Proposed Rules Could Ease Burden on Licenses for Forklifts, Cranes

Posted by Robert Rio on Oct 19, 2012 2:04:00 PM

The Massachusetts Department of Public Safety has developed proposed regulations that could exempt hundreds of manufacturing and warehouse companies from burdensome rules for licensing people who operate forklifts, overhead cranes and other hoisting equipment on company property.

HoistingState law requires individual licenses for every operator of even smaller pieces of hoisting equipment commonly used in smaller manufacturing facilities, retail outlets, warehouses and warehouse- type stores. AIM worked with state regulators two years ago to pass a law - signed by Governor Deval Patrick on October 14, 2010 - allowing the Department of Public Safety to streamline the existing regulations.

The proposed new regulations would expand the current exemption from the licensing and permitting requirements for public utilities to include companies operating certain hoisting equipment solely on company property - provided certain conditions are met. In order for the exemption to apply, the company must, among other requirements, have an employee training program approved by the commonwealth that meets the specifications of the new regulation.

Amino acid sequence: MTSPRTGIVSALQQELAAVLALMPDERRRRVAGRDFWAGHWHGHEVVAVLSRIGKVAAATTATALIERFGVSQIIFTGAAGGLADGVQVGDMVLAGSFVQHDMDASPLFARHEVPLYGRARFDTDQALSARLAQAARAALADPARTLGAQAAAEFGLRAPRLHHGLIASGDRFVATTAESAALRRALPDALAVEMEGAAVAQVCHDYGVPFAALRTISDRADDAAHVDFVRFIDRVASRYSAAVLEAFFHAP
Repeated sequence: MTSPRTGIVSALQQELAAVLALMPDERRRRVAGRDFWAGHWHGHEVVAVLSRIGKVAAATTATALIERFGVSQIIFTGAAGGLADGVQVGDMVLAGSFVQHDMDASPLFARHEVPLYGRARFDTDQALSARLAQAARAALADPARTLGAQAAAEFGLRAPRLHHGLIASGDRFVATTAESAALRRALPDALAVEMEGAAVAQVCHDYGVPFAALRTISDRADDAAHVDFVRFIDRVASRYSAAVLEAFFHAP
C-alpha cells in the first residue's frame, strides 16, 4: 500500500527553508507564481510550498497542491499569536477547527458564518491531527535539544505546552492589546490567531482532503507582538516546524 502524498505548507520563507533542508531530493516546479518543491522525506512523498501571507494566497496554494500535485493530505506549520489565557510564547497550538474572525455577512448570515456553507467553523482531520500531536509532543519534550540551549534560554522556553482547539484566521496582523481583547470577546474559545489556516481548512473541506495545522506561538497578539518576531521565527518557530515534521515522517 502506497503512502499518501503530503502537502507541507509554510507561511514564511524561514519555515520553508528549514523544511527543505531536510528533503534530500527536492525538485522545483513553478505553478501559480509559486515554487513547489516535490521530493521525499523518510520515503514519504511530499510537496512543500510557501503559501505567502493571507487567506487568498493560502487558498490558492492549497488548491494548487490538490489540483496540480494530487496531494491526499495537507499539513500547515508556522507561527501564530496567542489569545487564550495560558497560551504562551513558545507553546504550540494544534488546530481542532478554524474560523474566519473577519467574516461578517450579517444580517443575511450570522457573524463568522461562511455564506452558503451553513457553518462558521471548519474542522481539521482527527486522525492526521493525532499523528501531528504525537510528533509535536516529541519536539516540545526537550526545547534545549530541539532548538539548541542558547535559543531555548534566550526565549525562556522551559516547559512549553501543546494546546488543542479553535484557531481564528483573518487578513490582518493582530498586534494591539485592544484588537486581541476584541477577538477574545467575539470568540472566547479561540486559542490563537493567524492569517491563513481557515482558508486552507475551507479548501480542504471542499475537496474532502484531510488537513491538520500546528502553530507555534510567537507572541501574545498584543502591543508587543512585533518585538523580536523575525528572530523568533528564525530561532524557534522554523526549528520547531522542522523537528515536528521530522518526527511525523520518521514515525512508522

The rules also impact temporary permits that may be issued by a short-term rental entity for the operation of compact hoisting machinery.

Individuals or organizations seeking to offer continuing education courses for individuals to be licensed to operate hoisting machinery must submit an application to the department. All courses must be monitored by a Massachusetts hoisting license holder and must offer a curriculum that, at a minimum, complies with detailed requirements for each class of hoisting machinery, as outlined in the proposed regulation.

The Department of Public Safety will be hold a public hearing to solicit comments on the proposed regulation on December 3 at 10 am at One Ashburton Place,  Boston. Written comments are due by December 3. These new regulations may offer significant relief for entities using this equipment solely with the confines of their own property, but AIM urges all employers to review the proposed rules and contact us with comments.

The proposed regulation can be found here.

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Topics: Issues, Safety, Manufacturing

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